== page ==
Since having our infographic published on GigaOm, there has been a lot of controversy and FUD around “NoOps”. Paul Graham recently wrote about schlep blindness. NoOps is a response to the schlep blindness of developers doing SysOps.
What does NoOps mean?
- NoOps means developers can code and let a service deploy, manage and scale their code
- NoOps means automated systems like CloudFoundry managing app lifecycles, not SAs “the point isn’t that ops are going away, but they’re going away for developers” – Derrick Harris at GigaOm
What does NoOps NOT mean?
- NoOps doesn’t mean that operations are dead and nobody will do them (like this tweet thinks)
- NoOps isn’t a job role (like this tweet and this tweet thinks)
- NoOps isn’t blissful ignorance (like this tweet thinks)
- NoOps isn’t marketing fluff made up by non-technical idiots (like this tweet and this tweet thinks) This is the true spirit of NoOps:
“Netflix runs NoOps … Netflix is a much larger example of a PaaS based NoNops organization … We claim a competitive advantage from the agility and automation of a PaaS based product and a NoOps organization.” – Adrian Cockcroft, Cloud Architect at Netflix (read more)
The growth of the SysOps movement has been driven mainly by developers who were tired of two things:
- Developers tired of waiting for systems administrators because they did their work inefficiently
- Developers tired of doing the work of systems administrators inefficiently
Why is it so hard to hire SysOps roles?
Because most SA’s aren’t versed in the programming needed to manage SysOps and because most developers who can use SysOps tools don’t want to spend their time doing SA.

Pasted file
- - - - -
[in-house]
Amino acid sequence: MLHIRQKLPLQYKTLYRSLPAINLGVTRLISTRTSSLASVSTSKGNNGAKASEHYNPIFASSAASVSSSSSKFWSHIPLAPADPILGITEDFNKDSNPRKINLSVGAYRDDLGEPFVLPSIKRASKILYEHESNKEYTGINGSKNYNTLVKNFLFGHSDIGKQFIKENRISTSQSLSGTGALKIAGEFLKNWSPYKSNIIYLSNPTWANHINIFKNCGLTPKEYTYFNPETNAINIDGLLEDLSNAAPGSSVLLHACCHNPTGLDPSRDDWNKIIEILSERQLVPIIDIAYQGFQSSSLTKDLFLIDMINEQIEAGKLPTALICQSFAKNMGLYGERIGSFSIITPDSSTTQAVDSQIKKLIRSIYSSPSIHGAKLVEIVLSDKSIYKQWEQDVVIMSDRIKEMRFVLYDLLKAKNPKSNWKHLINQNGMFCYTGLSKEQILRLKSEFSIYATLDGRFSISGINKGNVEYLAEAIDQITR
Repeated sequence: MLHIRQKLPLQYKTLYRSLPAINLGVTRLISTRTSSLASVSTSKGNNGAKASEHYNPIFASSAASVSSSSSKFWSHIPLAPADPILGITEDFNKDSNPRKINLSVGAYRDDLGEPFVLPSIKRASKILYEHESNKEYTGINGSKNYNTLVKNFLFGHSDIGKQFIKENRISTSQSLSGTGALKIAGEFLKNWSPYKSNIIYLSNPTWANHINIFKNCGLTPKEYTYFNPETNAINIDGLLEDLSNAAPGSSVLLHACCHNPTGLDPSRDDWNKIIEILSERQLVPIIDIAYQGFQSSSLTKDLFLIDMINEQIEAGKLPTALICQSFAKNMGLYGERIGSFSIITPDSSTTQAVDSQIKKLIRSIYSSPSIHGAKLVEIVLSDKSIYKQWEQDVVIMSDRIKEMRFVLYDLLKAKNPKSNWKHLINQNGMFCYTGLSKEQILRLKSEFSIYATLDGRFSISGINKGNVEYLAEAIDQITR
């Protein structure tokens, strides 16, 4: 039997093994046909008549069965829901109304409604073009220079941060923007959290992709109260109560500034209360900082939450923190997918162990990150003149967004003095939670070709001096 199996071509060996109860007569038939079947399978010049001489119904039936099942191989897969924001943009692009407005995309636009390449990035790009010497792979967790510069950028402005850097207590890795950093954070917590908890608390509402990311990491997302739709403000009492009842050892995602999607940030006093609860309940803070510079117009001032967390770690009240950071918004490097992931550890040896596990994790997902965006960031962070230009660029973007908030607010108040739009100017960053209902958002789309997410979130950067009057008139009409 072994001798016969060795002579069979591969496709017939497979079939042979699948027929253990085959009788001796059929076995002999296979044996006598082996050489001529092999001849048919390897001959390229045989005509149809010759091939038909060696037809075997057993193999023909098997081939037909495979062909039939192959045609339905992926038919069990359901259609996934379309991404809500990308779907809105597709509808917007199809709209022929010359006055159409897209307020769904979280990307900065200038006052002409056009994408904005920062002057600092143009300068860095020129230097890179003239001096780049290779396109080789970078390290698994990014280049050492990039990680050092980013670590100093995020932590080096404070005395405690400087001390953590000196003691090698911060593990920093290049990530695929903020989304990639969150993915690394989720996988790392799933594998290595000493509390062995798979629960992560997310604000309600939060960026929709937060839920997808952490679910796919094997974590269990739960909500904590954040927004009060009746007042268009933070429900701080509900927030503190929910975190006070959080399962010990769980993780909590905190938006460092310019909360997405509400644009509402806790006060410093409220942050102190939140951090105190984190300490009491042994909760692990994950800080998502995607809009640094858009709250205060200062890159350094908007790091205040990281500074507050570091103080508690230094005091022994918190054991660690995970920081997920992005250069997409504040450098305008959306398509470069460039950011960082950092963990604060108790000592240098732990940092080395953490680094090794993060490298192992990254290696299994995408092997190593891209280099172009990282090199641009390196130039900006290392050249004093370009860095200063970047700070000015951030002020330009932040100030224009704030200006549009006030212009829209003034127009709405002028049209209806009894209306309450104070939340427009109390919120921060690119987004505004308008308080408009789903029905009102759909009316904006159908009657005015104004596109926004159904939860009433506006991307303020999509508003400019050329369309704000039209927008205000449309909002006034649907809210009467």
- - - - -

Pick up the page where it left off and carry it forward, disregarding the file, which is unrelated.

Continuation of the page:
Since SysOps roles are so hard to fill, what usually happens is all the developers at a company become responsible for handling ops through the SysOps tools (read SiliconANGLE to hear a contrary opinion to why schlep should stay).
SysOps is adding more horses to the carriage. NoOps is the car.
I understand why legendary ops guys like John Allspaw (Flickr, Friendster, Etsy) are scared of a term like NoOps and resort to calling it names.
NoOps is for developers. More dev and less ops.
It is not a job title because with NoOps, you don’t grow by adding headcount to your ops team. You grow by moving sliders. You grow by connecting managed services together. You grow by focusing on your core competency: coding.
Doesn’t this mean ops are dead?
No. SysOps is blueray, NoOps is streaming. Blueray is going to be around for a long time and there is a strong market for it. There will be people wanting to play blueray disks for decades to come. But streaming is a generational shift.
SAs and DevOps guys are always going to have a place to work. As long as there are datacenters, you will always be able to get a job at AWS, Google, TerreMark, etc. etc. As long as there are legacy systems, SAs and DevOps will be employable positions. That is not going away any time soon.
NoOps is for developers to focus on core competency
Ops isn’t a core competency or differentiating factor for many high tech startups. Ops is a necessary schlep for most high tech startups.
Customers don’t choose between groupon and livingsocial based on how well they hook their nginx confs together. Assuming NoOps services like AppFog and Heroku did just as good a job if not better than an in-house ops team, NoOps enables you to build and run high tech startups and enterprises without investing as much in the ops side.
Ops guys despise the term NoOps and will try to drag it through the mud. There is no need. NoOps is not the antithesis of ops. NoOps is simply recognizing inefficiencies for developers and optimizes around it.
NoOps is happening whether people want it to or not. Developers are driving it. They are driving it at startups, they are driving it at SMBs, they are driving it in enterprises. All NoOps does is give this shift a name.